Megan's Law databases are supposed to help the public and police monitor convicted sex offenders by keeping track of their home and work addresses and other personal details. Adults can search the database at sheriff's offices or police stations.
But no one audits California's database for accuracy. State Justice Department officials cannot even say how much the program costs.
The data provided to the AP show that 27,577 sex offenders are ``out of compliance,'' meaning they haven't registered in at least a year. An additional 5,719 ``cannot be accurately categorized''; of these, most have not been heard from since 1995, said Norm Pierce, manager of the department's Violent Crime Information Center, which oversees the database.
Attorney General Bill Lockyer touts the sex-offender database as a valuable tool for the public, one that is updated daily and available in 13 languages. But when presented with the AP's findings - the first-ever analysis of the database's accuracy - he acknowledged that changes are needed.
``Having self-regulation is fine if there's effective oversight,'' said Lockyer, who stopped short of saying California lacks such oversight.
``Our system is inadequate, woefully inadequate,'' he said. ``It can only be improved by putting money into the local law enforcement agencies. It's a matter of resources.''
With a $34.8 billion deficit in California, more funding is unlikely - even from a tough-on-crime governor.
And while Gray Davis' spokesman praised the database as highly popular, he also sought to distance the governor from responsibility for its problems.
``This is not our program,'' Byron Tucker said. ``I know the governor is supportive of this program. Obviously there's room for improvement.''
People who move into new neighborhoods or who want to check out neighbors, teachers or coaches are often frustrated to learn how limited the available information is.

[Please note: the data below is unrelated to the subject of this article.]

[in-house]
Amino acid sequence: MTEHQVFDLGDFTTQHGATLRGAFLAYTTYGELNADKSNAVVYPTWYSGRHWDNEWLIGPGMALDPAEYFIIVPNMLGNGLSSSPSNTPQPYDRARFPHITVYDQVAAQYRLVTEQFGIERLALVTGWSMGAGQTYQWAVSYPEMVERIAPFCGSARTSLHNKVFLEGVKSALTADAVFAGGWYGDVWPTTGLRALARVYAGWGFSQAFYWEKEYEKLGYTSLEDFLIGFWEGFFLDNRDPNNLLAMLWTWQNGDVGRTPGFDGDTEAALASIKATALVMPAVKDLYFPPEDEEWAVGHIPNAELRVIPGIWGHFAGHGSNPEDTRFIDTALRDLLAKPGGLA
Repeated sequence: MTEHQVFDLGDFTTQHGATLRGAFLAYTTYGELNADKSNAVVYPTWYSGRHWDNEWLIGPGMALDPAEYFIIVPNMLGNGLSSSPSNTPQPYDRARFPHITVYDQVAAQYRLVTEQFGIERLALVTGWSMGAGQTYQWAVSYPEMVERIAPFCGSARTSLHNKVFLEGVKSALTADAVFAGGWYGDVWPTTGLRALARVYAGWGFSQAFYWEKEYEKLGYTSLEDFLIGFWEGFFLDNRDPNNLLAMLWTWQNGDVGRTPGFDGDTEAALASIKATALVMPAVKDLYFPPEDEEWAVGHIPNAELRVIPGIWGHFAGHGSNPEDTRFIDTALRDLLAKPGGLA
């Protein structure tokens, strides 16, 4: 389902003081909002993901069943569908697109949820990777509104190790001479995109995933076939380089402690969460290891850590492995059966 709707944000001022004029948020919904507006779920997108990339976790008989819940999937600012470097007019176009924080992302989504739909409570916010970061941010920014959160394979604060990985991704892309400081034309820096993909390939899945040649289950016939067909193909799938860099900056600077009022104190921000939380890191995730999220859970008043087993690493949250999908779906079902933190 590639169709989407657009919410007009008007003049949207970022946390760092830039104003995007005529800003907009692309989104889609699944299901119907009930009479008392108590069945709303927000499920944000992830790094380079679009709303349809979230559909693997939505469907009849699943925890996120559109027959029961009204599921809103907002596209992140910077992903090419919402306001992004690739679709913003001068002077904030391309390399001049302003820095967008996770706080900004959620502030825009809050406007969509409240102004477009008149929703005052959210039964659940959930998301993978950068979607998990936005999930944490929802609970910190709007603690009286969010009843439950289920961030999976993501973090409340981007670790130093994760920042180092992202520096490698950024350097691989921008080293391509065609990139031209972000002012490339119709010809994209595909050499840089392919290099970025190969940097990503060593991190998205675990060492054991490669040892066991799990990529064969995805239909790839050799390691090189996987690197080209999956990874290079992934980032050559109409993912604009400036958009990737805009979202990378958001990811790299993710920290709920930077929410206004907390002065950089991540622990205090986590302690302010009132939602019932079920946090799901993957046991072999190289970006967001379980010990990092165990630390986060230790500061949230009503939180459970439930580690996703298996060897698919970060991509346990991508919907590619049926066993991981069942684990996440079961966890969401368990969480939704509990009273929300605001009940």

Californians can search by last name, ZIP code or county, and see a photo of the registrant, along with the name, birth date, type of crime and physical description, including any tattoos. But the public isn't allowed to see the offenders' addresses, and with most ZIP codes including more than 6,000 residents, pinpointing offenders is nearly impossible.
Also, only police can see whether the registration is current - or whether the offender hasn't been heard from in years.
Lockyer said persuading police and sheriff's departments to spend more on crime prevention is key - but added he's aware of no requests for more state money to improve the accuracy of the database.
Former state Assemblywoman Barbara Alby, the advocate for children and author of California's Megan's Law, said she was appalled by the findings.
``We've got to put some teeth in the law for law enforcement,'' she said. ``We should tie some of their funding to making sure this is getting done.''
Some states take a firmer approach. In Washington, law enforcement officers go to sex offenders each year to confirm their information, rather than relying on ex-cons to report in. Only 10 percent of that state's 17,105 offenders could not be found, said Toni Korneder, Washington's criminal history records manager.
Among the bright spots in California are San Jose, which spends $600,000 on a staff of seven people working on a full-time basis to monitor 2,700 sex offenders.
Last year, when a 7-year-old girl was raped, Sgt. Tim Porter quickly ran a list of every sex offender who fit the suspect's description living or working within a mile of the attack.
``Every single one of them was in compliance,'' Porter said. ``Because of our record-keeping system and our monthly audits, when we have to pull a list of suspects, it's fairly accurate.''
But with nearly half of the state's sex offenders missing from the database, most other agencies can't respond as well or as quickly.
``We'd have a list, but it wouldn't be accurate,'' said Officer Frank Alliger in Oakland, where no one works full time on the registry and no compliance checks are done on the city's 1,500 convicted sex offenders.
Most other local efforts are less organized and understaffed.
``We could definitely use some help,'' said Detective Terry Chew, the lone officer responsible for tracking Sacramento's 1,945 registered sex offenders.
He said he thinks 300 or more are not complying, but ``there's so many of them out there, it's hard to keep track.''
MEGAN'S LAW VIOLATORS
In Los Angeles County, the Megan's Law database is available to view at all Los Angeles Police Department divisions, all Los Angeles County Sheriff's Department stations and most local law enforcement agencies. Local information is also available from Los Angeles County's sex-offender Web site at: gismap.co.la.ca.us/sols/viewer.asp.
MEGAN'S LAW VIOLATORS
SOURCE: California Department of Justice